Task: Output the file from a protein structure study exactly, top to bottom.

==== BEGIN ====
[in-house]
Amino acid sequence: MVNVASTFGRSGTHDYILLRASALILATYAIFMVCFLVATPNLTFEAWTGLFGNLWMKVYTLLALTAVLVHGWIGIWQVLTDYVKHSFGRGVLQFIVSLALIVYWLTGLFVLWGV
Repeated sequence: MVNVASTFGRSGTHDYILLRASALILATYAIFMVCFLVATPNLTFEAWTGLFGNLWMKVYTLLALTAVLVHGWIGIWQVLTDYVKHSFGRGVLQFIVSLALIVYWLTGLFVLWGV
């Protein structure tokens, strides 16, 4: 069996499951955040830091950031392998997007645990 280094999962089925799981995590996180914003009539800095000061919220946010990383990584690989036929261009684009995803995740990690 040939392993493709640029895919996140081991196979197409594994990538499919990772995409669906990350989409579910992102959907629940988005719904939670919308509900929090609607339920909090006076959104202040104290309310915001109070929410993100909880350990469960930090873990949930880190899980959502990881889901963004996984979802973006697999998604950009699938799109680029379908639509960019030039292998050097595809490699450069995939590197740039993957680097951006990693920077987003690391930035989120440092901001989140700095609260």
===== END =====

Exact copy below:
[in-house]
Amino acid sequence: MVNVASTFGRSGTHDYILLRASALILATYAIFMVCFLVATPNLTFEAWTGLFGNLWMKVYTLLALTAVLVHGWIGIWQVLTDYVKHSFGRGVLQFIVSLALIVYWLTGLFVLWGV
Repeated sequence: MVNVASTFGRSGTHDYILLRASALILATYAIFMVCFLVATPNLTFEAWTGLFGNLWMKVYTLLALTAVLVHGWIGIWQVLTDYVKHSFGRGVLQFIVSLALIVYWLTGLFVLWGV
């Protein structure tokens, strides 16, 4: 069996499951955040830091950031392998997007645990 280094999962089925799981995590996180914003009539800095000061919220946010990383990584690989036929261009684009995803995740990690 040939392993493709640029895919996140081991196979197409594994990538499919990772995409669906990350989409579910992102959907629940988005719904939670919308509900929090609607339920909090006076959104202040104290309310915001109070929410993100909880350990469960930090873990949930880190899980959502990881889901963004996984979802973006697999998604950009699938799109680029379908639509960019030039292998050097595809490699450069995939590197740039993957680097951006990693920077987003690391930035989120440092901001989140700095609260």